Sister asks the Big Question of Mama, which is "What is God?" Mama answers telling her that God is the creator of everything. Then Sister asks if God created bad things like stomach aches, hurricanes and germs that make people sick and Mama has no easy answer. Mama and Sister see the grandparent bears "going to Sunday meeting" in their Sunday meeting clothes. They join them. The preacher tells the assembled that today, the congregation is going to be the "preachers" and they should stand up when they have something that they want to say.

As a Quaker, I'm delighted to read this book to my kids since that's pretty much the experience of going to an unprogrammed Quaker meeting. The building that the bears go to has no cross visible, though it is obviously a church with stained glass windows. There are no obvious symbols of Christianity present. The bears get up and speak about their gratitude to God and their love for one another. The book isn't intended as a polemic to give a catechistic definition of God. It asks children to consider one of the deepest questions of all, what is God and if God created everything, why is there suffering? There is no doctrinaire answer, the book is a jumping off point for discussion between parent and child. Each person must answer the Big Question for him/herself and it would be absurd that this little paperback book of less than 20 pages is expected to give any reader definitive answers. That's the job of parents, not Jan and Stan Berenstain.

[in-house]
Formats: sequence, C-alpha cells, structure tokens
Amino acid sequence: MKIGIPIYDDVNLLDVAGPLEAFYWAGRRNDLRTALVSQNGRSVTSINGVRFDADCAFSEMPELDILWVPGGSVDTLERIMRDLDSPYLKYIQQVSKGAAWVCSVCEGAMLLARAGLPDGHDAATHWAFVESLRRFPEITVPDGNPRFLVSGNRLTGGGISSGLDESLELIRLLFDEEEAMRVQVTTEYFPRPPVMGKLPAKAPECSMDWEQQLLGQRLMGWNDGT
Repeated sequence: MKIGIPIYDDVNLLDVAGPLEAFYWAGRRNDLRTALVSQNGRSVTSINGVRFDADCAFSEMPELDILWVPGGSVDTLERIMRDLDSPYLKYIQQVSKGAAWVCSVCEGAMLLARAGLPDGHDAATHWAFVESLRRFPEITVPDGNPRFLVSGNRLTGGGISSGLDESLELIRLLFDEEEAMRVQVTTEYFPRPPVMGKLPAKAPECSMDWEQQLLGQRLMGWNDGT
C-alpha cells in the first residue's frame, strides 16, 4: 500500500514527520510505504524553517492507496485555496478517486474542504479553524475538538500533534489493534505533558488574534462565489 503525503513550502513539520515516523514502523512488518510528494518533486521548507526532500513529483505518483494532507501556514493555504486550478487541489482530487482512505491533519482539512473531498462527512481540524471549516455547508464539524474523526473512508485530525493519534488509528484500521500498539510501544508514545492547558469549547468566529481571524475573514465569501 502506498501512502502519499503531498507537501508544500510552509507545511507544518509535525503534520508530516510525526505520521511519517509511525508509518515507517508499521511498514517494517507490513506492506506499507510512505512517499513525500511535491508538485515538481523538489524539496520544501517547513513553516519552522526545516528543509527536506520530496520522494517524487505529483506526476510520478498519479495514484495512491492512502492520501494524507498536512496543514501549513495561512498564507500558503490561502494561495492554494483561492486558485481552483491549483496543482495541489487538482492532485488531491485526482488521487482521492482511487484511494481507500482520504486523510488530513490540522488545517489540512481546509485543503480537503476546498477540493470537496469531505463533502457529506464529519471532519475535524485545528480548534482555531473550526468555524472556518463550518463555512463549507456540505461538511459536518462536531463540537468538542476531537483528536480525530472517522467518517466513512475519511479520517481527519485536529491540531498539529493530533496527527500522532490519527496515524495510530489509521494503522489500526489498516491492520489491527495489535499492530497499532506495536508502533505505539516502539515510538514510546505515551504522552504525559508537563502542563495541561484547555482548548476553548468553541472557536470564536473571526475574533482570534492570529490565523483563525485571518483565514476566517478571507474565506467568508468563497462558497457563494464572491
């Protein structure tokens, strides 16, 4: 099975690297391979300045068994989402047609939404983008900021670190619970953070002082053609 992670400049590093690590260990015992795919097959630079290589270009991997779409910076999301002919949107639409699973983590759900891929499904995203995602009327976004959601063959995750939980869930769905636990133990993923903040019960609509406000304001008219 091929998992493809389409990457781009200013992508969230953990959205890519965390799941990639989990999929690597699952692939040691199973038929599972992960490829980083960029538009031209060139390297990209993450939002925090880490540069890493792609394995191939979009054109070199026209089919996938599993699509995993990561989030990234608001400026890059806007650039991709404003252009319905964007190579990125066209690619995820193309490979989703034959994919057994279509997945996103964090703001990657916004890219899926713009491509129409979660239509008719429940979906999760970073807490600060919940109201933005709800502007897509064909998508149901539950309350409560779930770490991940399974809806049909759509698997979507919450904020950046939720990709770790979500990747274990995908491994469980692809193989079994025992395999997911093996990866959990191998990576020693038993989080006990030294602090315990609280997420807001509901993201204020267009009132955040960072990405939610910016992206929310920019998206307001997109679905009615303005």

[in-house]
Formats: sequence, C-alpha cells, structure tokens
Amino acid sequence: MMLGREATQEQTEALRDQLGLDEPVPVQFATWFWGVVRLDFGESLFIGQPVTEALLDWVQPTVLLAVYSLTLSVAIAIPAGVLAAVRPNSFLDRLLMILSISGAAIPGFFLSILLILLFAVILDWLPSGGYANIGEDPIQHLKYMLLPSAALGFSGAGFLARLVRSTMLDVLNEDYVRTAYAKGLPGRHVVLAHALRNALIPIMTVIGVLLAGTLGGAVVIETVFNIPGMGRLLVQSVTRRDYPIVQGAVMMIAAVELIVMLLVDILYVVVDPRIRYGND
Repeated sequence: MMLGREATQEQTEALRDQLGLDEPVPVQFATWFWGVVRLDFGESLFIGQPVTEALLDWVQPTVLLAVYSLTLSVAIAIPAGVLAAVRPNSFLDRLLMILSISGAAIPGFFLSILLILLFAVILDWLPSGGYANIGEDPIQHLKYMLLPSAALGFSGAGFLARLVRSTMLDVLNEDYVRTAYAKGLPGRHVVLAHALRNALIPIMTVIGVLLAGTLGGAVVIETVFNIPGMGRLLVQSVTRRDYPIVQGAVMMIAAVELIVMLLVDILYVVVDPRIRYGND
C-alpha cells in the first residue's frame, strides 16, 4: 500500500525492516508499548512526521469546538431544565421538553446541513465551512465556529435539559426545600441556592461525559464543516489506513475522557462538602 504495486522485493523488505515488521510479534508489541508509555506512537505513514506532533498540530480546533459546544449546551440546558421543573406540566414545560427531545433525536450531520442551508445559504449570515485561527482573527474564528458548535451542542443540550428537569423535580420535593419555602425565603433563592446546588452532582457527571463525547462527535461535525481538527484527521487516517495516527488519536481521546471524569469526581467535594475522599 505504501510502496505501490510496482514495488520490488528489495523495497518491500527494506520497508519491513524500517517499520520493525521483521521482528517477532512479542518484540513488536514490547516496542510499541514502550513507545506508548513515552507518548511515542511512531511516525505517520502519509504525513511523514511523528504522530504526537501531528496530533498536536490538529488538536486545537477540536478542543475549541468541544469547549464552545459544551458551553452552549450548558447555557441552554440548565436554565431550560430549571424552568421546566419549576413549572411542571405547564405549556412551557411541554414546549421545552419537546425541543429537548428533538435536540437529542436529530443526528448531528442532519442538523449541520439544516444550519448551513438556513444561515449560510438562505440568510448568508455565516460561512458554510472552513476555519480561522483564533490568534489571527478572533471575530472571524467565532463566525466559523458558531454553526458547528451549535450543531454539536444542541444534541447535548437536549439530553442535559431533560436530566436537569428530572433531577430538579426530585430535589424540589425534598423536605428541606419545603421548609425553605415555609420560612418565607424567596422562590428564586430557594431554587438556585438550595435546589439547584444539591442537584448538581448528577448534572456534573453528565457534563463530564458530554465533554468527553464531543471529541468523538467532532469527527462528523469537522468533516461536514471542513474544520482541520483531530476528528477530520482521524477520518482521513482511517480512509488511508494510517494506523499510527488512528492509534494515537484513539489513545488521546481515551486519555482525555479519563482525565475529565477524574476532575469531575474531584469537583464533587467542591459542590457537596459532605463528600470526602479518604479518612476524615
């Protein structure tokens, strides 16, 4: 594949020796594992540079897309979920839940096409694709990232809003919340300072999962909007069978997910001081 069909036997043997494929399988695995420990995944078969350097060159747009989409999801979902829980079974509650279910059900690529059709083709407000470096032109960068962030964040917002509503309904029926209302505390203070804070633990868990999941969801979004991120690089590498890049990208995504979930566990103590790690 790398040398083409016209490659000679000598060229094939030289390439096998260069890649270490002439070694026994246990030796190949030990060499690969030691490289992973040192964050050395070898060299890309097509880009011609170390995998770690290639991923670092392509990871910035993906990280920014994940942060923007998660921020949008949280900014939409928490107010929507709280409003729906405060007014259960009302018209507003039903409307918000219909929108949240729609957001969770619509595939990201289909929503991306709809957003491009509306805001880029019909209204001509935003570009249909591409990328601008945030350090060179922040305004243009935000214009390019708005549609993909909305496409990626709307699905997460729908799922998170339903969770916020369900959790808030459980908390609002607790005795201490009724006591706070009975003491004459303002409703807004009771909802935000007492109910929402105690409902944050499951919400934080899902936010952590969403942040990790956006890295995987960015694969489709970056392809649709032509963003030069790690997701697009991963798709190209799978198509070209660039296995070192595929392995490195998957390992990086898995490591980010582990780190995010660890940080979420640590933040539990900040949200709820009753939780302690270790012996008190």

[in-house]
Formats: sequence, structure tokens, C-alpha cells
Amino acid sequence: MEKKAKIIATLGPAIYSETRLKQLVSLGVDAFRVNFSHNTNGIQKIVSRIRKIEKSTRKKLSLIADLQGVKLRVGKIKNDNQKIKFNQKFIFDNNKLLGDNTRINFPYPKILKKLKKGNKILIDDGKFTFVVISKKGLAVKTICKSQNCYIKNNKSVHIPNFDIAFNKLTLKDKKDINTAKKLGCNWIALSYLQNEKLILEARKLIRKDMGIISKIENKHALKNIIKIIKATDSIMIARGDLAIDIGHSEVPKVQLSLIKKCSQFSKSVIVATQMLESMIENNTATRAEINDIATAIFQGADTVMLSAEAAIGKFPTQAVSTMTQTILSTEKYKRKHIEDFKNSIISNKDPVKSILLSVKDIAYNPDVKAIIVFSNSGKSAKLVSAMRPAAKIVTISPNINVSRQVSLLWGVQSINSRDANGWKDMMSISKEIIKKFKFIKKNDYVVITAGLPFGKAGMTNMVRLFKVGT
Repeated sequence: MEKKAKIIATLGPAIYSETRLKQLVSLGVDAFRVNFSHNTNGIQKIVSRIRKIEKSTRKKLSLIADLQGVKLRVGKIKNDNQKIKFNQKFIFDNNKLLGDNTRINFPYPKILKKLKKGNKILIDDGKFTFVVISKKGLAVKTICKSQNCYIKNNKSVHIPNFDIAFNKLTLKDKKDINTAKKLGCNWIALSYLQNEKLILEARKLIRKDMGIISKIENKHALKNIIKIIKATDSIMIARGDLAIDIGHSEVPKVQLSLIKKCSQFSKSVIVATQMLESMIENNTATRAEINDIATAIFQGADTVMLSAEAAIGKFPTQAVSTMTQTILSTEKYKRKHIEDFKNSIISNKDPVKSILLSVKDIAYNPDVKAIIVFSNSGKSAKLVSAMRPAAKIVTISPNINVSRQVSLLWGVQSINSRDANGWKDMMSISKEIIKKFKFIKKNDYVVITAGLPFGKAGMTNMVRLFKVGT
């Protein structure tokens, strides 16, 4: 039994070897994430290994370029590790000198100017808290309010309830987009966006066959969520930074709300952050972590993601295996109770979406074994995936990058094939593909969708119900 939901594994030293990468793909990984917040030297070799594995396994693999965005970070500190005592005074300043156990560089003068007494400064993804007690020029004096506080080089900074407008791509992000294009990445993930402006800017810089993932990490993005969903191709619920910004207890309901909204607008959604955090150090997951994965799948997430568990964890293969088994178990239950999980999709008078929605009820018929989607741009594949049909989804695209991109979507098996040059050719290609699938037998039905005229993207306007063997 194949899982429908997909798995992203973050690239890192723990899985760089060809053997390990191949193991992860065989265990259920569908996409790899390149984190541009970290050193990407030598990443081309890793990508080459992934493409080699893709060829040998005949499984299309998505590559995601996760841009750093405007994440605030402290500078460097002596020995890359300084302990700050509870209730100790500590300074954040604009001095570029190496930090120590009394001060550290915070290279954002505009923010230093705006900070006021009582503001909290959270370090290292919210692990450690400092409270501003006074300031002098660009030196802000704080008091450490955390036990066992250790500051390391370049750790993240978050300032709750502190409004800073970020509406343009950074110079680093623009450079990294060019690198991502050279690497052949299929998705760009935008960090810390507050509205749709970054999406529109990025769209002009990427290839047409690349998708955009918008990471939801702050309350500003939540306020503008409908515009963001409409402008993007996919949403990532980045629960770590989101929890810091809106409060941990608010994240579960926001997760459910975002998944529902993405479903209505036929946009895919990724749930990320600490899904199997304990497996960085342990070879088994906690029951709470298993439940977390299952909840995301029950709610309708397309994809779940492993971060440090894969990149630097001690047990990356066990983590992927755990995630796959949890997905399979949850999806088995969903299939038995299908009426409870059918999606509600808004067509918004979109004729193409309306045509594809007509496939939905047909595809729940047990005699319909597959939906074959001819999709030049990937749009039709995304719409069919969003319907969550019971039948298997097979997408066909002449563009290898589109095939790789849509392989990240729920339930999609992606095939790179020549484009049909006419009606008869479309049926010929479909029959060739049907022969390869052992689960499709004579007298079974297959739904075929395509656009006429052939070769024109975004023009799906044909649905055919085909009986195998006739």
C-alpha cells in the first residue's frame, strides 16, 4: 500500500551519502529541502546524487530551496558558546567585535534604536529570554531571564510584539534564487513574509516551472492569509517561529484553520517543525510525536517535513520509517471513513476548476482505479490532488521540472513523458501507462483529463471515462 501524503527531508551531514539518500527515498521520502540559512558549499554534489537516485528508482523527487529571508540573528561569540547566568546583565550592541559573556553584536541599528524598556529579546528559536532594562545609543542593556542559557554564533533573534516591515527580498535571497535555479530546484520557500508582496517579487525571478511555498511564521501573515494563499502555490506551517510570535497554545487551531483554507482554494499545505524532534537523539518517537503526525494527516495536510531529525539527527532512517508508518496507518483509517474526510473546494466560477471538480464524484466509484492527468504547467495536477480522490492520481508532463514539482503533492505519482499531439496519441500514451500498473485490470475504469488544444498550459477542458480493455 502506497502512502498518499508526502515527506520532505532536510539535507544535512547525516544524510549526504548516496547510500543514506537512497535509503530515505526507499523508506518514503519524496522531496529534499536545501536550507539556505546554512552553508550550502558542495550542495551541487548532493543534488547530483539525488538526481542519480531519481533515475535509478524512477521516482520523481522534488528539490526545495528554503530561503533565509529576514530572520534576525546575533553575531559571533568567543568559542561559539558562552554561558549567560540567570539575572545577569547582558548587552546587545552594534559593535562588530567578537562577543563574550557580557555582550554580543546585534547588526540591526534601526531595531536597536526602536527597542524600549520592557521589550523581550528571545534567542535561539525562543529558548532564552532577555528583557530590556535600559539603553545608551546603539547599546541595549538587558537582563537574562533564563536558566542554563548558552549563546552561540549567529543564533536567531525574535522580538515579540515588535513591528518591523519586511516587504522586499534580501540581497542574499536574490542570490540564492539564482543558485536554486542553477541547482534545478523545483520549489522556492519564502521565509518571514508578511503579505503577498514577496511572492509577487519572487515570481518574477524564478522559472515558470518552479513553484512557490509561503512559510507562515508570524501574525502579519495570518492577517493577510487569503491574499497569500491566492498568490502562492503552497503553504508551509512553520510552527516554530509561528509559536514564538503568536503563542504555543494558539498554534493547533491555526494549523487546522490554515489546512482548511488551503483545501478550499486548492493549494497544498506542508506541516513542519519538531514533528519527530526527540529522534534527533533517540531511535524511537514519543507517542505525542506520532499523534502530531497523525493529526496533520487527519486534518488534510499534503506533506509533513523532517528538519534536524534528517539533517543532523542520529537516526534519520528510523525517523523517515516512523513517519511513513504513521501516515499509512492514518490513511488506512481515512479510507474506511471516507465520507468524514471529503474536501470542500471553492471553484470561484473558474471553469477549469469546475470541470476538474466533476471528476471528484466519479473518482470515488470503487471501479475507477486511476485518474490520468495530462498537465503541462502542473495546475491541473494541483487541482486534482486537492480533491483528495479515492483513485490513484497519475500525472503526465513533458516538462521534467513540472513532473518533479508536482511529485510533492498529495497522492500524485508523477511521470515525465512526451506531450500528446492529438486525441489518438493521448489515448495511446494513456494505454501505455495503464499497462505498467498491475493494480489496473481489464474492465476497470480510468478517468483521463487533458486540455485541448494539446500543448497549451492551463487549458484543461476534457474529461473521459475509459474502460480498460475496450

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53 of 70 people found the following review helpful By A Customer on June 25, 2000
Format: Paperback
This Book is one of my favorites out of the Berestain Bear Collection. The book deals with the question how did we come to be, who created us ? The writers give their view by taking the family to church and show what they learn. This book is a rare collection and it gives me great pleasure to know that my kids can read a book like this. Coming from a strong Christain home I can say this book hits a spot on our family book case.
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Format: Paperback
Are your children asking about God? The Berenstain Bears and the Big Question by Stan and Jan Berenstain handles this timeless question from a spiritual approach.

In the story, the family goes off to "The Chapel in the Woods" where the minister does not preach down to them, but points out to them, for example, the beautiful attributes of the world we live in.

On the way to and from the chapel, brother and sister ask the questions we all asked while kids and may still as adults be searching for in our own spiritual quests.

This book may help your children verbalize their own questions. And, perhaps even clarify those same thoughts for the adults in your family.

For a Berenstain Bear book, this volume is particularly thought provoking in that it does deal with religion and spirituality. I haven't found any of the other books in the series that broach this timeless subject matter.

I have to give credit to the authors for their creative setting and storyline that mimic the path of spirituality through the images of walking through the forest path to the chapel.

Personally, I like way the story ends - with the question it leaves open for family discussion, and personal reflection and meditation.

This is a great little volume for families that are looking for ways to help their kids expand their spiritual understanding!